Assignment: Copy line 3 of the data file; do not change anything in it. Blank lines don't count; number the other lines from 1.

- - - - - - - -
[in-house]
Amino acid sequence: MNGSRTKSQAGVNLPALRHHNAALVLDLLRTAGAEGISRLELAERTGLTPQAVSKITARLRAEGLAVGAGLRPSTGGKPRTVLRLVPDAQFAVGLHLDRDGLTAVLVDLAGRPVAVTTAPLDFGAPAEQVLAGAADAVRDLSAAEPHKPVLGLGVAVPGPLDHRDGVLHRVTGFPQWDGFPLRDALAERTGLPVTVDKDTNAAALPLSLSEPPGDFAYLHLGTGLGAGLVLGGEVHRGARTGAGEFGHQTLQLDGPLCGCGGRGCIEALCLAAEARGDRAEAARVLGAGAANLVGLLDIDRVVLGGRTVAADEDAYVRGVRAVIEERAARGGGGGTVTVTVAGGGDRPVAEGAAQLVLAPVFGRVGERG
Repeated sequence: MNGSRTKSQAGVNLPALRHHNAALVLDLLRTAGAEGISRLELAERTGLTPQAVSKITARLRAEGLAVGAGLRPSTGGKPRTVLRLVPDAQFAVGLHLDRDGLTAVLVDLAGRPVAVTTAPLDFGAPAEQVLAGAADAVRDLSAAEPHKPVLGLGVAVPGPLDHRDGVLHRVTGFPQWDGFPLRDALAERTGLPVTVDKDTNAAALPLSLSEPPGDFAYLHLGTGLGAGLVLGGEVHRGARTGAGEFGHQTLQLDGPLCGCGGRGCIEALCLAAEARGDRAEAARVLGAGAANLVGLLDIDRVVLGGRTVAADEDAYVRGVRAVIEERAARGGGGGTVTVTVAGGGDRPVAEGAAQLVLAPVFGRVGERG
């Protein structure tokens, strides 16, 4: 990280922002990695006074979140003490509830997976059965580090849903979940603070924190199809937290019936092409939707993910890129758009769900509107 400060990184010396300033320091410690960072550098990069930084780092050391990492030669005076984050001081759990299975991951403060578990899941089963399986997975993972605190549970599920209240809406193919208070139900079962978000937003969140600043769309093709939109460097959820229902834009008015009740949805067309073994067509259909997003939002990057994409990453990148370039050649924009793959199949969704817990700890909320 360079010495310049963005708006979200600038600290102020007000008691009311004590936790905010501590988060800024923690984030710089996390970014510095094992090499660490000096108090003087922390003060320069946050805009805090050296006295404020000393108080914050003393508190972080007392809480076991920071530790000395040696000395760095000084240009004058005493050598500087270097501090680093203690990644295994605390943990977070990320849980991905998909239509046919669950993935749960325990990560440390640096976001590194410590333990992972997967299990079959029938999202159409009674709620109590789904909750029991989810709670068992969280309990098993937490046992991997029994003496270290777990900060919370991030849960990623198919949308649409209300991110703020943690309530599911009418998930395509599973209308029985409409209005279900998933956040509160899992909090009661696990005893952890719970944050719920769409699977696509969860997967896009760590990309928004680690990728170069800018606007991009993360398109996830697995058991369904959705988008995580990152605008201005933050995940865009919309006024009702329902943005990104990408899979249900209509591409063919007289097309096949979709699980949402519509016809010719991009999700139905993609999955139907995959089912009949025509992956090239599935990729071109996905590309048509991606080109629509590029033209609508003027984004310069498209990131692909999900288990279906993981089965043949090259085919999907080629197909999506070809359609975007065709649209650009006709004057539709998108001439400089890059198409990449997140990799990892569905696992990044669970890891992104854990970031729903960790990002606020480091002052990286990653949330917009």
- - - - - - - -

Repeated sequence: MNGSRTKSQAGVNLPALRHHNAALVLDLLRTAGAEGISRLELAERTGLTPQAVSKITARLRAEGLAVGAGLRPSTGGKPRTVLRLVPDAQFAVGLHLDRDGLTAVLVDLAGRPVAVTTAPLDFGAPAEQVLAGAADAVRDLSAAEPHKPVLGLGVAVPGPLDHRDGVLHRVTGFPQWDGFPLRDALAERTGLPVTVDKDTNAAALPLSLSEPPGDFAYLHLGTGLGAGLVLGGEVHRGARTGAGEFGHQTLQLDGPLCGCGGRGCIEALCLAAEARGDRAEAARVLGAGAANLVGLLDIDRVVLGGRTVAADEDAYVRGVRAVIEERAARGGGGGTVTVTVAGGGDRPVAEGAAQLVLAPVFGRVGERG